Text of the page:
A cylinder specimen is frequently used in the adiabatic temperature rise test, so a calculation model of transient temperature field for concrete in cylindrical coordinates needs to be established. According to the energy conservation law and the second law of thermodynamics, a domain undergoing thermal changes considering the hydration degree is subjected to the following field equation:where is the temperature (°C), is the curing age (d), is the density of concrete (kg/m3), is the thermal conductivity at the different hydration degree (kJ/(m·d·°C)), is the specific heat at the different hydration degree (kJ/(kg·°C)), and is the released heat associated with an internal source and is provided by the hydration reaction itself (kJ/(m3·d)).

The critical issues to simulate the temperature field of concrete is how to determine the hydration degree α, thermal conductivity , specific heat , and the released heat . Among the above parameters, the calculation of the hydration degree is the first step in determination of other three parameters.

3.2. The Hydration Degree

The solidifying process of concrete is accompanied by significant temperature changes, and the temperature rise is caused by the heat release of cementing materials reacting with water. Through the amount of the heat release, it is possible to calculate how much the hydration reaction has been completed at a certain curing age [13], which can be defined as the hydration degree. The ambient temperature has a significant effect on the hydration rate of concrete during the curing process, but it does not affect the maximum adiabatic temperature rise of concrete. Many thermal models adopt the concept of “equivalent age” to simplify the influence of temperature on the hydration rate. Equivalent age of the concrete is an artificial age which is concluded according to the actual temperature history, and it is determined through judging the result that the temperature has accelerated or delayed the aging process. For a certain type of concrete, there is a unique relationship between the adiabatic temperature rise and the equivalent age.

Saul [14] puts forward that regardless of the combination of time and temperature, the thermal performance of different positions in concrete specimen should be exactly identical as long as the maturity of concrete is the same. Based on the Arrhenius law which describes the effect of the temperature on the rate of chemical reaction, Professor Bazant [15] proposes the equation of the equivalent age, which can be used to calculate the hydration quantity in different hydration temperatures. The expression of the equivalent age is shown in the following:where designates the equivalent age (d), is the reaction activation energy (J/mol), is the ideal gas constant (J/(K·mol)), is the reference temperature (K), and is the actual temperature at any point of concrete (K). Refer to the literature [11],  = 2700 K,  = 20°C, that is, 293 K.

The thermal properties of concrete such as elastic modulus, hydration reaction, specific heat, thermal conductivity, and hydration heat are related to the hydration degree by which all of these indicators can be expressed. The models used frequently to calculate the hydration degree include complex exponential, hyperbolic, and exponential model. The hyperbolic model selected in this paper is expressed as follows:where is the hydration degree of concrete in the equivalent age (d) and both and are coefficients.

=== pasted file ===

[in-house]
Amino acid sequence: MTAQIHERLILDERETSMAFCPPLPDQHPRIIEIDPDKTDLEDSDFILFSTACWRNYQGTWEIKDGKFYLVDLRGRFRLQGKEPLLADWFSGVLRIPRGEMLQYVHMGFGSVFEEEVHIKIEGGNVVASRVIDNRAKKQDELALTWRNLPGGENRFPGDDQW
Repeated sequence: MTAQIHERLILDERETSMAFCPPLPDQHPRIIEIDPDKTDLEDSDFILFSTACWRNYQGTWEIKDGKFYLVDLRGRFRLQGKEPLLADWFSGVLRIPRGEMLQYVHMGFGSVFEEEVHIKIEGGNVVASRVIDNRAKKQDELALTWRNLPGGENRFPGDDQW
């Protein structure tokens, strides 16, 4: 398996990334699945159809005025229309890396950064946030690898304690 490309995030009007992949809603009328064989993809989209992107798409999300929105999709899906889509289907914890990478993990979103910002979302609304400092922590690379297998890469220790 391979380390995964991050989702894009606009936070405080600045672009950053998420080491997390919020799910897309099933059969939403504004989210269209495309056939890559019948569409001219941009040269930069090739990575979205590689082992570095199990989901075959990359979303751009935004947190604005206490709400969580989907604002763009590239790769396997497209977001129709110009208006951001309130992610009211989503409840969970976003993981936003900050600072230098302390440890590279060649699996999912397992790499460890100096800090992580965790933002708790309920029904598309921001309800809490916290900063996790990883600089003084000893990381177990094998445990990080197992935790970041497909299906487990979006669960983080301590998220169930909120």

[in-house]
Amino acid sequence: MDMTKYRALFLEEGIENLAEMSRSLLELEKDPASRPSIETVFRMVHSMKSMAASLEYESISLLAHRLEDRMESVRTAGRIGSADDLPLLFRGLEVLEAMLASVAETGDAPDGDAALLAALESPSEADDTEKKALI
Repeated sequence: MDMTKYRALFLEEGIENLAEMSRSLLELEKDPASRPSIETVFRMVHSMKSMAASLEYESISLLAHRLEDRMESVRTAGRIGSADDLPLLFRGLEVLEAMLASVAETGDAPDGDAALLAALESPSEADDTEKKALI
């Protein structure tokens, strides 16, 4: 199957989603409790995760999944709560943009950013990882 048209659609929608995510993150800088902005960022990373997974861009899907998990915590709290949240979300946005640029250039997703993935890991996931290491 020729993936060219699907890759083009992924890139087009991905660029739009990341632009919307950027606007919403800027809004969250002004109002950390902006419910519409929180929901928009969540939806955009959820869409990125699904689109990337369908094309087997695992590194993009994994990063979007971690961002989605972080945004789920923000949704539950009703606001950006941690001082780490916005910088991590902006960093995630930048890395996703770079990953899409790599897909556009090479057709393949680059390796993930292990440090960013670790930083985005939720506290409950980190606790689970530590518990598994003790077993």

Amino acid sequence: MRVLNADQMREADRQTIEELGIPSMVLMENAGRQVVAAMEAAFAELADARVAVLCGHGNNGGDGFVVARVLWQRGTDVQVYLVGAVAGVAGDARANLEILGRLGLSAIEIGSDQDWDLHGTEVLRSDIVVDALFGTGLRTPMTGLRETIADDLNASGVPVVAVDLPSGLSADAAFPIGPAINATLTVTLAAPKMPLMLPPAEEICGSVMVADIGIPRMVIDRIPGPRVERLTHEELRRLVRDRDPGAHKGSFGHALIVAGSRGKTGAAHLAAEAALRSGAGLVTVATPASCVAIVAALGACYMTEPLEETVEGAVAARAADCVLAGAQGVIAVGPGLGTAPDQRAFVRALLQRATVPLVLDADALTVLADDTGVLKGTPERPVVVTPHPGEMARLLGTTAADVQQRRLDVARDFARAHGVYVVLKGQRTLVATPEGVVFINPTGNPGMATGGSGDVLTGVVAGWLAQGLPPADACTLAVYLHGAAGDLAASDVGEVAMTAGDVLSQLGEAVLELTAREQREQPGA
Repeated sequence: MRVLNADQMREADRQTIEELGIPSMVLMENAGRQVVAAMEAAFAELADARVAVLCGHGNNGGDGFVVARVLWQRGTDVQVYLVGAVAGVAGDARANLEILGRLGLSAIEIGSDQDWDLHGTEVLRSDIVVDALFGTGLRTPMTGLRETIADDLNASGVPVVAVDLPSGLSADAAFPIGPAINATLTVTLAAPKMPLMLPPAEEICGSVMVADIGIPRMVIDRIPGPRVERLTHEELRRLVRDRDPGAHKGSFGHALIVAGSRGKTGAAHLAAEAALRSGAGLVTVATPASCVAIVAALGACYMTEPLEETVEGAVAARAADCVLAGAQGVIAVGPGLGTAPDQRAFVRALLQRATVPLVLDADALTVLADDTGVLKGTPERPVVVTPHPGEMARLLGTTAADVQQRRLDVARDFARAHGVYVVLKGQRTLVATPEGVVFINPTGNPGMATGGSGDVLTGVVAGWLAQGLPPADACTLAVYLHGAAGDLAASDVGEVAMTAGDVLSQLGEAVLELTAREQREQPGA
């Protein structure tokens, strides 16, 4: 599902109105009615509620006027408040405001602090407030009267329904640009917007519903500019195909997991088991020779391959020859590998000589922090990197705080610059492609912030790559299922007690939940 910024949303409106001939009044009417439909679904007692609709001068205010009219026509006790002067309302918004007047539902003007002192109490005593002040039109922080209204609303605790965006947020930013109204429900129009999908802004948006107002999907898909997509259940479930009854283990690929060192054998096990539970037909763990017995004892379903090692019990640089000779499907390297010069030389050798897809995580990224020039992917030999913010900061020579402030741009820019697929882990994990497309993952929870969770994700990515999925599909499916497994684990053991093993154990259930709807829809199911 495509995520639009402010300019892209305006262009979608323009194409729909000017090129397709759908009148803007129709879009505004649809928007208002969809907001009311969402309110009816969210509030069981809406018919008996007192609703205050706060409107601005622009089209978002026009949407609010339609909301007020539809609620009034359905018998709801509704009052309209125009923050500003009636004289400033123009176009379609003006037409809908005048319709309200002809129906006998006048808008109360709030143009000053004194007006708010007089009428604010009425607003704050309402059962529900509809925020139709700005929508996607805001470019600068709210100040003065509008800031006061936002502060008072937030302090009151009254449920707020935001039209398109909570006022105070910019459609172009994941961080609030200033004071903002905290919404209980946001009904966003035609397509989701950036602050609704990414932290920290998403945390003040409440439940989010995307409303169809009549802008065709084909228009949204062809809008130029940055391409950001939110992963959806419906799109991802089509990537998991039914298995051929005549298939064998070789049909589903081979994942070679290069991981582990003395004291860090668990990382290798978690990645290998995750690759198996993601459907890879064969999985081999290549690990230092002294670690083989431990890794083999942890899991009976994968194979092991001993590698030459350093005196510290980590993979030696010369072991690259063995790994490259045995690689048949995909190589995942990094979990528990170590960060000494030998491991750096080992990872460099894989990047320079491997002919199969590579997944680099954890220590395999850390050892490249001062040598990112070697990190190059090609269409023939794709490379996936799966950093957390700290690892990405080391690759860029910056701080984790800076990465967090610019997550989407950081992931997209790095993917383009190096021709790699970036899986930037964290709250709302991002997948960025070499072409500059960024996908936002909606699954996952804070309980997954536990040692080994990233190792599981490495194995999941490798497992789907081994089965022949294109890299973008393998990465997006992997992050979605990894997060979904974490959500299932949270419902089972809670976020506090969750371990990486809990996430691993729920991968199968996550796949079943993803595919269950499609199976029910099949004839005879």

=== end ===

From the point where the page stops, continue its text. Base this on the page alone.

From the experimental results, it can be seen that the temperatures of concrete at different positions are similar, so the temperature of the concrete core is selected as the representative to study the relationship between the hydration degree and the equivalent age, shown in Figure 5. According to the measured temperatures expressed by black dots in Figure 5, the parameters m and n involved in (3) can be determined. For the specimen C1, and ; for the specimen C2, and .

Figure 5: The relationship between the hydration degree and the equivalent age.
3.3. Heat Generation Rate

From (1), it can be seen that the hydration heat is the sole heat-generated source leading to the temperature rise of concrete under adiabatic condition. Therefore, the heat generation rate of concrete considering the hydration degree under different temperatures can be formulated aswhere is the ultimate hydration heat quantity of concrete (kJ/m3).

4. Determination of the Thermal Parameters

In order to obtain the accurate temperatures of concrete during the curing ages, not only the governing equation of heat transfer needs to be established in the numerical simulation but also the thermal parameters based on the hydration degree of concrete need to be carefully taken into account. In this section, the relevant parameters of concrete were calculated by three methods listed below, respectively.

4.1. Thermal Parameters as Constant Values: Method 1

Thermal parameters needed in the thermal model of concrete were taken as constant values in some existing researches, and these values could be obtained by the test or by the empirical formula. The thermal conductivity and specific heat of fly ash concrete were determined by the method recommended in the literature [2] with the consideration of the ambient temperature. Moreover, the adiabatic temperature rise of fly ash concrete was fitted by the hyperbolic model, and the specific parameters are given in Table 4.